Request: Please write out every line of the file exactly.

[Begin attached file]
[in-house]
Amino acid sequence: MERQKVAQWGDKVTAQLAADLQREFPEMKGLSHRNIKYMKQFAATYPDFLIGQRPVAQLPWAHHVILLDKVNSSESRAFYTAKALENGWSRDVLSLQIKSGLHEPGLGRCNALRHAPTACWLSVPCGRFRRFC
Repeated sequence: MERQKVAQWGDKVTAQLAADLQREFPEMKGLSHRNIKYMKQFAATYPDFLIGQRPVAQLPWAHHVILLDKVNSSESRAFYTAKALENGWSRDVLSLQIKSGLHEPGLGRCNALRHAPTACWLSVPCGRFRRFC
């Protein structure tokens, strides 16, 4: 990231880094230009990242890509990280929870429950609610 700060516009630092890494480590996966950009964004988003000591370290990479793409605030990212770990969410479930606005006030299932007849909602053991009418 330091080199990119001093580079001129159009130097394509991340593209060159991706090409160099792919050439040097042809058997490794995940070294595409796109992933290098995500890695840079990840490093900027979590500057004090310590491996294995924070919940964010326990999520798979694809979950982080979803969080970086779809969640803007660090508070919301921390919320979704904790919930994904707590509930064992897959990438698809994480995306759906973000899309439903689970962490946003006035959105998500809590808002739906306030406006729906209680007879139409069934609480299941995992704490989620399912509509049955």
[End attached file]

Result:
[in-house]
Amino acid sequence: MERQKVAQWGDKVTAQLAADLQREFPEMKGLSHRNIKYMKQFAATYPDFLIGQRPVAQLPWAHHVILLDKVNSSESRAFYTAKALENGWSRDVLSLQIKSGLHEPGLGRCNALRHAPTACWLSVPCGRFRRFC
Repeated sequence: MERQKVAQWGDKVTAQLAADLQREFPEMKGLSHRNIKYMKQFAATYPDFLIGQRPVAQLPWAHHVILLDKVNSSESRAFYTAKALENGWSRDVLSLQIKSGLHEPGLGRCNALRHAPTACWLSVPCGRFRRFC
């Protein structure tokens, strides 16, 4: 990231880094230009990242890509990280929870429950609610 700060516009630092890494480590996966950009964004988003000591370290990479793409605030990212770990969410479930606005006030299932007849909602053991009418 330091080199990119001093580079001129159009130097394509991340593209060159991706090409160099792919050439040097042809058997490794995940070294595409796109992933290098995500890695840079990840490093900027979590500057004090310590491996294995924070919940964010326990999520798979694809979950982080979803969080970086779809969640803007660090508070919301921390919320979704904790919930994904707590509930064992897959990438698809994480995306759906973000899309439903689970962490946003006035959105998500809590808002739906306030406006729906209680007879139409069934609480299941995992704490989620399912509509049955």